Another area is debris solutions. Bearing raceways are frequently required to operate in lubricants that are contaminated with large-particle debris emitted by gears and other sources. These large particles dent bearing raceways and typically reduce the fatigue life of standard bearings. Specialized bearings help withstand these effects to maintain gear box reliability.
Lubrication options and condition monitoring systems are also important, especially for effective system maintenance. Single-point lubricators can help reduce service intervals and ensure that an adequate supply of fresh grease is delivered to the bearings at all times.
"Part of our product focus is on use of cleaner steels," says Lucas. "We try to keep the size and number of inclusions down to a low value to increase the life of the product. When a bearing starts to get damaged, subsurface rolling contact fatigue can be a problem. With fewer inclusions in the steel, there is less chance for rolling contact fatigue to occur and for the stress profile underneath the raceway to create high maximum shear stress. If you can minimize those stress concentrations under the surface, you can improve the reliability."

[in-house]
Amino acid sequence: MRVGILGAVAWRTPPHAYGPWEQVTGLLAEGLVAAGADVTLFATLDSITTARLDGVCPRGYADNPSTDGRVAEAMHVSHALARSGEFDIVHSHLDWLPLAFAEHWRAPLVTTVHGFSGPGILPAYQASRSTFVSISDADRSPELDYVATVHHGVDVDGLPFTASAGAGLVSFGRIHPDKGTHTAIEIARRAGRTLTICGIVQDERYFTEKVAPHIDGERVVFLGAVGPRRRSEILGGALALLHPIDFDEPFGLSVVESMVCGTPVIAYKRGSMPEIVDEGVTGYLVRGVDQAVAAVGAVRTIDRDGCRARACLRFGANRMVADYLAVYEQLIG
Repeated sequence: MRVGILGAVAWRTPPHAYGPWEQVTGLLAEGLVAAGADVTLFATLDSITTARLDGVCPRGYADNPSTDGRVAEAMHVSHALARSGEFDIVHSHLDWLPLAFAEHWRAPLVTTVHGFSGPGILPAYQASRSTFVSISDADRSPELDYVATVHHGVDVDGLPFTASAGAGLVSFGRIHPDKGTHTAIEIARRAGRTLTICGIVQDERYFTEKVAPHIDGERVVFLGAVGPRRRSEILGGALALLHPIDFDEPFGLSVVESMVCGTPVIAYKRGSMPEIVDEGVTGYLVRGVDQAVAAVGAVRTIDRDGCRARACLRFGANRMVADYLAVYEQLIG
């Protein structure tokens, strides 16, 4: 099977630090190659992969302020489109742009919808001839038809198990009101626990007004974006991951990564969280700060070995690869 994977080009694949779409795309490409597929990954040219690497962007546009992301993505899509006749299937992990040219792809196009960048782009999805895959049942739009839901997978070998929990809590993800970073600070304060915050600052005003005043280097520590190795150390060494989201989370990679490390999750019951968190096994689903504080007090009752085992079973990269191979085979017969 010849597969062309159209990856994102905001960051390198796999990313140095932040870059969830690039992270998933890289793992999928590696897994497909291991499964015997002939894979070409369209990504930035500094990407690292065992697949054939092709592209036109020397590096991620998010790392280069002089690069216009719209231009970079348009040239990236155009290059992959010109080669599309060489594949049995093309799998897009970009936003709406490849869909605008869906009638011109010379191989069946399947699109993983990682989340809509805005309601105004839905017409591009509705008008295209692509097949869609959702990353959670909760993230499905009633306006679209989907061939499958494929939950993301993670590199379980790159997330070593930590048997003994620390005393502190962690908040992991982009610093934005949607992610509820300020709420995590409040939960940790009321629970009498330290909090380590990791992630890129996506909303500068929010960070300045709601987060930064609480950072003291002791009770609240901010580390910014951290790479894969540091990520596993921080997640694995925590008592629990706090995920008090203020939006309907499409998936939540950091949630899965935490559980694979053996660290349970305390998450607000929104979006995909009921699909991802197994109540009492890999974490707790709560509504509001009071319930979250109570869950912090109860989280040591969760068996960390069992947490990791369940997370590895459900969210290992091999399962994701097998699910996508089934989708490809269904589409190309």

The company's DuraSpexx™ bearings are manufactured using highly refined steel, providing twice the fatigue life of normal bearings and making it easier for wind turbine design engineers to improve the power density of their projects.
Promoting power-dense designs is important for these applications. Power density is achieved by using smaller bearings and or putting more power into the same volume of steel. In some wind power gearboxes, some of the bearing components have been integrated into the gear or shafts to reduce weight and system inertia which can be affected by some of the system dynamics.
One example of advanced gear drive technology developed for wind applications is Timken's Flex Drive System with Integrated Flexpin Bearing Technology, which uses an integrated flexible bearing in the planetary portion of the drive train to allow the bearing and planet gear to deflect into the system while still maintaining accurate and reliable gear tooth contact.